Deborah Dancy is a multi-media abstract artist, whose paintings, drawings, digital photography and sculptural objects examine and mine abstraction’s potential to move across mediums and materials exploring subtlety and confrontation. There is an undercurrent of nuance and tension that mark her work, as if something is poised to happen.Dancy’s gestural brushstrokes—what she calls “tangential entanglements” and “linear demarcations”—are characteristic of her engaging, disruptive style. Abutting shapes and colors are inserted to provoke and entice, yet disrupt. From densely painted fields to minimally suggested forms, Dancy’s work operates in the recognition that moments, meanderings, accidents and process operate best when beautiful and disconcerting are combined. Her paintings, sensuous linear gestures glide across the surface until abruptly they collide with the unexpected.
Dancy embraces the natural ambiguity of abstraction. Although her works are inspired by her own emotions and experiences, they also allow viewers to contemplate their own relationships to her work. Dancy says, “I make abstract work because I am interested in its ability to operate in a realm in which beauty and tension simultaneously exist without explanation or narrative.” In her photography as well as her sculptures, one finds images, cobbled bricolage of detritus, found and fabricated objects, playful yet pointed exist as simultaneously humorous and grotesque.
Deborah Dancy retired in 2018 as Professor Emeritus of art at the University of Connecticut where she was on the faculty in the Department of Art and Art History since 1981. She has received numerous significant honors and awards, including: a John Simon Guggenheim Foundation Fellowship, New England Foundation for the Arts/NEA Individual Artist Grant, Nexus Press Artist Book Project Award, Visual Studies Artist Book Project Residency Grant, The American Antiquarian Society’s William Randolph Hearst Fellowship, a YADDO Fellow, Women’s Studio Workshop Residency Grant, Connecticut Commission of the Arts Artist Grant, as well as a Connecticut Book Award Illustration Nominee.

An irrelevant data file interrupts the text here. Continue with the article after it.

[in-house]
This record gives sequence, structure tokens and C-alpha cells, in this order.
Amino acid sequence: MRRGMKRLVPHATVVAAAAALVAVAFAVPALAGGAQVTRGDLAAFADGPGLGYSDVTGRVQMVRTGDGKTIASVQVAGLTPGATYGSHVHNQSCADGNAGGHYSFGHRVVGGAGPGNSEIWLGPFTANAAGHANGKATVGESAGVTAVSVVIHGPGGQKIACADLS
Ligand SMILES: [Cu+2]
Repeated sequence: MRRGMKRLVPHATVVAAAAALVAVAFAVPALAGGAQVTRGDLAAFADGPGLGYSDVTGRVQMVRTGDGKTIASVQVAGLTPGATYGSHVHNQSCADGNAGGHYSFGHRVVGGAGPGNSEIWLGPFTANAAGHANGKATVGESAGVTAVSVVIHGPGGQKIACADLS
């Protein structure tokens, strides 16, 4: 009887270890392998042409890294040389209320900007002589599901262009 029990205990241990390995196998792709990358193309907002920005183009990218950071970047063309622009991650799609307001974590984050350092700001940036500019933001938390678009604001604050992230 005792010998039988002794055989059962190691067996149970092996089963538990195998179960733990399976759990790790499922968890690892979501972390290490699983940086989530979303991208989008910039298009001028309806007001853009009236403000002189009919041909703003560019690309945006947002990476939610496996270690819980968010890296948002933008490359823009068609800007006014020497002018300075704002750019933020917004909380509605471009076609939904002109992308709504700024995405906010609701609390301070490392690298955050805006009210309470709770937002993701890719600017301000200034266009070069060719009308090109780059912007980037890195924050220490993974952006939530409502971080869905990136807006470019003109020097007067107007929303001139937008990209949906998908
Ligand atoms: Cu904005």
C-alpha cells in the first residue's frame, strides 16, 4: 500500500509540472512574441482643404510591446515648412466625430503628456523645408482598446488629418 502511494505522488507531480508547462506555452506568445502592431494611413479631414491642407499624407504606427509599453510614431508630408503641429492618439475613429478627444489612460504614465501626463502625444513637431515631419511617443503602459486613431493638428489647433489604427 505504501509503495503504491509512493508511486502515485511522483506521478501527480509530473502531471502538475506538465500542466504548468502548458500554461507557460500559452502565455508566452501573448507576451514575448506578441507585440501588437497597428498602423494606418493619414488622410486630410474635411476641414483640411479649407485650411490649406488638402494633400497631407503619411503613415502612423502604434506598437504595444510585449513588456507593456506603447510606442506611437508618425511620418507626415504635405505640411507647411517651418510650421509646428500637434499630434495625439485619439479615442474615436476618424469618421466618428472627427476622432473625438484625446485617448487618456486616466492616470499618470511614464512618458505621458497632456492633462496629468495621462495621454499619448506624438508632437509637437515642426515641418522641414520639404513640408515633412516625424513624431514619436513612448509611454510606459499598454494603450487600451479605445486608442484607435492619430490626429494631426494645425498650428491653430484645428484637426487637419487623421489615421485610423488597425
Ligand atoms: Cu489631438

In 2018 Dancy was included in the exhibition Magnetic Fields, organized by the Kemper Museum and traveled as well to the National Museum of Women in the Arts. Magnetic Fields places abstract works by multiple generations of black women artists in context with one another—and within the larger history of abstract art—for the first time, revealing the artists’ role as under-recognized leaders in abstraction. Dancy has exhibited nationally and internationally at museums and institutions such as The Fuller Museum, The Housatonic Museum, The Mattatuck Museum, The College of Saint Rose, The University of Rhode Island, Hobart and William Smith Colleges, The Spencer Museum, The Mead Art Museum, SACI Gallery, Florence, Italy, The US Embassy in Paris, and The DeCordova Museum. Her work is included in the collections of Museum of Fine Arts, Boston, The Kemper Museum of Contemporary Art, The Birmingham Museum of Art, The Baltimore Museum of Art, The Montgomery Museum of Art, The Spencer Museum of Art, The Hunter Museum of Art, Vanderbilt University, Grinnell College, Oberlin College Museum of Art, Davidson Art Center, The Detroit Museum of Art, Wesleyan, Davidson Art Center, SACI Gallery, Florence, Italy, Wesleyan University, The Bellagio Hotel, and The United States Embassy in Cameroon among others.